By Scott Smith Kokomo Tribune
---- — If someone wants an indication of how not to approach building a convention center, look no further than Muncie.
With its massive exhibition hall, no nearby hotel and a lack of restaurants and bars within easy walking distance, Muncie’s convention center is suffering from a lack of use, said Rob Hunden, the Carmel-based consultant who Monday proposed a much different approach for Kokomo.
Call it the next phase of Kokomo Mayor Greg Goodnight’s downtown master plan.
Hunden, hired by the Kokomo visitors bureau to research the possibility of adding a hotel/convention facility to the emerging mix in downtown, said Monday the right facility would draw visitors to the area without sacrificing the hotels along Ind. 931.
He envisions a 150-room hotel and restaurant, rising several stories from the mostly vacant block between Main and Union streets north of the Wildcat Creek, combined with around 13,000 feet of meeting and ballroom space.
Rough estimates put the cost of such a facility at around $25 million, and Hunden said in all likelihood, public funds would be needed to cover about half of the cost. By comparison, the Ivy Tech Kokomo Event & Conference Center has about 35,000 square feet of space.
For the investment, Kokomo would get a well-decorated facility, not overly vast, but suitable for weddings, reunions, sports, entertainment, religious and fraternal events. Most importantly, the space would be connected to a hotel.
Kokomo currently has 10 hotels, the most recent built in 1998. Three of the hotels have been renovated in the past decade, including two renovated just last year. None of the hotels is connected to any of the four banquet/gathering spaces located in Kokomo.
He said Kokomo could add a new hotel downtown and, if the number of rooms was kept below a certain threshold, the convention center traffic would be heavy enough to force visitors to seek out other hotels for accommodation.
Building the facility downtown would be crucial, Hunden said, because of the uncertainty facing the Ind. 931 corridor, now that the new U.S. 31 bypass is drawing traffic away from the highway.
“We feel that 931 is a real challenge for the city,” Hunden said. “If anything, this is going to diversify your offerings and bring people into town.”
Hunden confessed to being somewhat skeptical about the downtown area until he learned more about the momentum generated by new downtown establishments and the YMCA and city-backed parking garage/apartment project.
With the news this week of a comedy club and a pizzeria opening soon along Sycamore Street, there’s more evidence a pedestrian-friendly restaurant and bar district is starting to form downtown.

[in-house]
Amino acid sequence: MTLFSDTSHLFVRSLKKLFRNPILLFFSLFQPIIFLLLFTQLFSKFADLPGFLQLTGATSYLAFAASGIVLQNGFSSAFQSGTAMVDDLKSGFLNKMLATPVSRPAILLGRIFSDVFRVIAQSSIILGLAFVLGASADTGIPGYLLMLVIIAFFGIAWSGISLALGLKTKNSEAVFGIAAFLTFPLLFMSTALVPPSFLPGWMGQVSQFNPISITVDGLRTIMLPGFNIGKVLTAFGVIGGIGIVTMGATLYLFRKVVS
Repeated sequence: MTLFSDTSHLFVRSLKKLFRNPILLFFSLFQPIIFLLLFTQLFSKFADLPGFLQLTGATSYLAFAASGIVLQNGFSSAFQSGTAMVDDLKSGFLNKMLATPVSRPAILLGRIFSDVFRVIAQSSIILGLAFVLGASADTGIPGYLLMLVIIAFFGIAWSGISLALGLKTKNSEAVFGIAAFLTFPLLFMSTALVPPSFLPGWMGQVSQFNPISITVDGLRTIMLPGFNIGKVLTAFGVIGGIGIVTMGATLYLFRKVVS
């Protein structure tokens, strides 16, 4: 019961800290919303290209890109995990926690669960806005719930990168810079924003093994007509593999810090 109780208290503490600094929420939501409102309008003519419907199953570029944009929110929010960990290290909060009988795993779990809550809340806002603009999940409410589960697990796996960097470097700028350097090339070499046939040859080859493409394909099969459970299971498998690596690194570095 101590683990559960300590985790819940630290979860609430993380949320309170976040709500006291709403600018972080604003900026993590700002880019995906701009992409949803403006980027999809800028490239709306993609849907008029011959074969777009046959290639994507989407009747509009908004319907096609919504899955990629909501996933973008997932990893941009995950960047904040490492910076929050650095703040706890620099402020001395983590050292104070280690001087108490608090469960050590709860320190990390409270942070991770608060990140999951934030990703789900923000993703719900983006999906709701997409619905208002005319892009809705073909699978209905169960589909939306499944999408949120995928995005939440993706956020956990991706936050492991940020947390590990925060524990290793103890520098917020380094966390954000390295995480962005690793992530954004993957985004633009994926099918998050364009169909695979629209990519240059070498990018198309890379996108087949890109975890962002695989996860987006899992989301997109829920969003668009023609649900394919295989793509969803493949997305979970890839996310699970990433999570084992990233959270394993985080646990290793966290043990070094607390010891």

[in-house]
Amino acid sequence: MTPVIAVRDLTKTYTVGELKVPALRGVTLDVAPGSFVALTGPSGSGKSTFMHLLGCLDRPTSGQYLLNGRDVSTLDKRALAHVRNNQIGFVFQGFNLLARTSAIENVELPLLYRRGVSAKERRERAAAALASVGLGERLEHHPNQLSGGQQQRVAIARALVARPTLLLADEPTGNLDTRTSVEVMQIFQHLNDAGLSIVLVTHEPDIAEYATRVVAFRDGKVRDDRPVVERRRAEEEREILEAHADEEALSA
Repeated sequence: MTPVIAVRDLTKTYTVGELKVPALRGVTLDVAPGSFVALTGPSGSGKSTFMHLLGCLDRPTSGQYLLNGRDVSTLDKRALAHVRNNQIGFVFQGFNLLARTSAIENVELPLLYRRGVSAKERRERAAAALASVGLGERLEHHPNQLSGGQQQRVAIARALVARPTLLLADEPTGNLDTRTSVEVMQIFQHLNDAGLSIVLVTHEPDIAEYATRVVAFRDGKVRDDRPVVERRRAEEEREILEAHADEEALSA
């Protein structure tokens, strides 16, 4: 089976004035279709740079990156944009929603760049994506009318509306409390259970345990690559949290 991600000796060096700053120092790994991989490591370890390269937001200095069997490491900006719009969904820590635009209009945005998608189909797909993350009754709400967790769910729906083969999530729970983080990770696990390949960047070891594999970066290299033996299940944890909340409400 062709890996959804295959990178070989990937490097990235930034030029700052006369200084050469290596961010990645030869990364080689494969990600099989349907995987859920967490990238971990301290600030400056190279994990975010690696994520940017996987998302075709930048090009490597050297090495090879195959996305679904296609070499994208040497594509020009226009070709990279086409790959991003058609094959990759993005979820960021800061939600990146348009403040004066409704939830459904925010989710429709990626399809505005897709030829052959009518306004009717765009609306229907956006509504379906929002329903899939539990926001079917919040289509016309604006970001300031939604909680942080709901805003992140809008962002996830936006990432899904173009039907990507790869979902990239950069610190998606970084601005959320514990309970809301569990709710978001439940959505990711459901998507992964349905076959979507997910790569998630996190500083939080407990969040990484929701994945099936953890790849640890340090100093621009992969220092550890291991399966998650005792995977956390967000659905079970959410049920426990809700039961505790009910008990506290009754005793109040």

Kokomo, he said, is like a lot of places which struggle against preconceived notions.
“Once you introduce this alternate reality to them, it’s a game changer. It’s a head turner,” he said. “Anybody who hasn’t been there has no conception of what it is, and once they come and visit, they say, ‘This is great.’”
Chris Hamm, interim director of the Greater Kokomo Economic Development Alliance, cautioned the block between Union and Main might not be the final location of the project and said the next step will involve serious discussions as to whether to perform an impact study to get more in-depth data on how much economic activity the project could generate.
A final decision and a ground-breaking could be two years of planning away; Hunden’s projections showed estimates for a 2017 opening.
The city of Kokomo, the likely source of any financial support, would ultimately decide the fate of the project, and Hamm warned that a big “litmus test” would come when and if the city moves to secure private funding.
The city likely would need to partner with one of the four major U.S. hotel chains. Hunden showed examples of hotel/convention space built in Enid, Okla., and Tupelo, Miss., as public-private partnerships involving firms like Doubletree and Hilton.
The old Northern Indiana Supply Company warehouse buildings are also apparently not being considered for inclusion in phase one of the project. Hunden said the age, the structural condition and the repeated flooding of the buildings are issues.
Hunden said the big recommendation of the study is to “start small, with things we know will work,” and leave bigger plans — such as a grand exhibition hall or an arena — for what he called “phase two.”
“You don’t have to build a big box,” he said. “Muncie has this big, empty building without any hotels nearby and a downtown that isn’t that compelling.”
Scott Smith is on Twitter @JasonSSmith1 and can be reached at email@example.com